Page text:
Review of children and young people's mental health and its impact on IAS services
First published: October 2019
A review of children and young people’s mental health and its impact on Special Educational Needs and Disabilities Information, Advice and Support Services
Between June and October 2019, the Information, Advice and Support Programme carried out a review of IAS services’ current work in the area of children and young people’s (CYP) mental health.
The purpose of this exercise was to:
- To understand the current nature and extent of IAS services’ work with CYP who are experiencing mental health issues.
- To ascertain IAS services’ current level of awareness of and engagement with CYP mental health services in their respective local areas.
To undertake this investigation, a survey was circulated to all IAS services in England. 186 responses were received from over 100 services.
The key findings of the review include:
- The majority of IAS services are already working with CYP with mental issues and many services are encountering an increasing number of CYP with mental health issues.
- IAS services are working with a variety of mental health services and organisations, though less than half reported experience of working with CAMHS.
- IAS services frequently feel that there is a lack of adequate mental health provision for CYP both in terms of services and within schools.
- IAS services are keen to develop their practice and knowledge in this area and feel they would benefit from further training.
The review concludes some key recommendations based on these findings in relation to the Government’s CYP mental health agenda, which include:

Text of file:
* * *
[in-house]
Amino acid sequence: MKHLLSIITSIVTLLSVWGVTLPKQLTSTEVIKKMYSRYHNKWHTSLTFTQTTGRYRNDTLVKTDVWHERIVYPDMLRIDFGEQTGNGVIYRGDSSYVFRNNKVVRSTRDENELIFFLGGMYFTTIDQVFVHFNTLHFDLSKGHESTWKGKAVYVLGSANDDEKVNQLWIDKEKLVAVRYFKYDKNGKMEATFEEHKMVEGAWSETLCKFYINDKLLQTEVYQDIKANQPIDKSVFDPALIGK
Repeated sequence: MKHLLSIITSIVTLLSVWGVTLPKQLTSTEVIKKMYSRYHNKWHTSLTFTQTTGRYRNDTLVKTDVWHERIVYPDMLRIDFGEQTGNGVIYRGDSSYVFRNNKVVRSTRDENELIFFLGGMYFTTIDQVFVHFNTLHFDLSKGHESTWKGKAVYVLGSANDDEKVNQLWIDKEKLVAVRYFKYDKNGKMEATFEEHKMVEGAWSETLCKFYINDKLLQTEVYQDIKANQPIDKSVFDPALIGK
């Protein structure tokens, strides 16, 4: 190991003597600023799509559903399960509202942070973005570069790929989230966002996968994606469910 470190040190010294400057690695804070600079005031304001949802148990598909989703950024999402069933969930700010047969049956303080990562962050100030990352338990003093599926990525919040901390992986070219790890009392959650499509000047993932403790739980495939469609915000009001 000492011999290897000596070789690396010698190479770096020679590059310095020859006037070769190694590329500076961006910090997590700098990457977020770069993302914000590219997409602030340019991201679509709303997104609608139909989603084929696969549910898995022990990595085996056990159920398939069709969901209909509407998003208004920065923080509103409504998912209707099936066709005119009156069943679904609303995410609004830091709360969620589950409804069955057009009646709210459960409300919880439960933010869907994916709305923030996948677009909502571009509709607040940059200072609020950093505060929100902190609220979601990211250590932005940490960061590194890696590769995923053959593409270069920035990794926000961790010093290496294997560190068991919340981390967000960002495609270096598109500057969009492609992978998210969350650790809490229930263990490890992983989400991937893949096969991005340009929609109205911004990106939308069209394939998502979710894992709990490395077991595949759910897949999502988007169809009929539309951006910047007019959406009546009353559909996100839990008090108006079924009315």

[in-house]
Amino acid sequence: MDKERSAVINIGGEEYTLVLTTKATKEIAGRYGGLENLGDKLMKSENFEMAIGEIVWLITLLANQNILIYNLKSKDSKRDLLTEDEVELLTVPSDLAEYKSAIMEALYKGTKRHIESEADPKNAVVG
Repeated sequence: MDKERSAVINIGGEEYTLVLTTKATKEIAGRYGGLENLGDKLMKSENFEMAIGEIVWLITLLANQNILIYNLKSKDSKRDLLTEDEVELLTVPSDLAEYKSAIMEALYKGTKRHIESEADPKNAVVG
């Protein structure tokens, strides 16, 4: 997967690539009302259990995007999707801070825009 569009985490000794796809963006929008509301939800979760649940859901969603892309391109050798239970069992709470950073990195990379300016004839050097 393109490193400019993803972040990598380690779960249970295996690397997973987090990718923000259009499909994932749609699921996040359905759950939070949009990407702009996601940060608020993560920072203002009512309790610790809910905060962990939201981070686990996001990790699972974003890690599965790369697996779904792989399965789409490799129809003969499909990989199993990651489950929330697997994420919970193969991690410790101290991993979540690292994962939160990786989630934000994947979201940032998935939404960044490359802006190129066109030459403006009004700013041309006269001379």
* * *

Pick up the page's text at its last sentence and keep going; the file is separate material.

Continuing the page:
- The need for useful guidance for IAS services in regards to working with those affected with mental health issues and in developing strategic links with statutory mental health services.
- The need for a mixed mental health training package for IAS service staff comprising face-to-face and easy to access e-learning components.
- The Council for Disabled Children to facilitate and support the relationships between IAS services, statutory mental health services and voluntary organisations on a local and regional basis.
In terms of taking these recommendations forward, the Council for Disabled Children will be talking to government officials to seek a way that best benefits the sector.
The case studies listed below include specific examples of IAS services’ work in the area of mental health and are published with permission of the service manager in question.
- The benefits of continued support in adverse circumstances
- The impact of systemic difficulties
- Wokingham: A struggle to identify and implement the right support
- Devon: The benefits of enabling a young person’s voice to be heard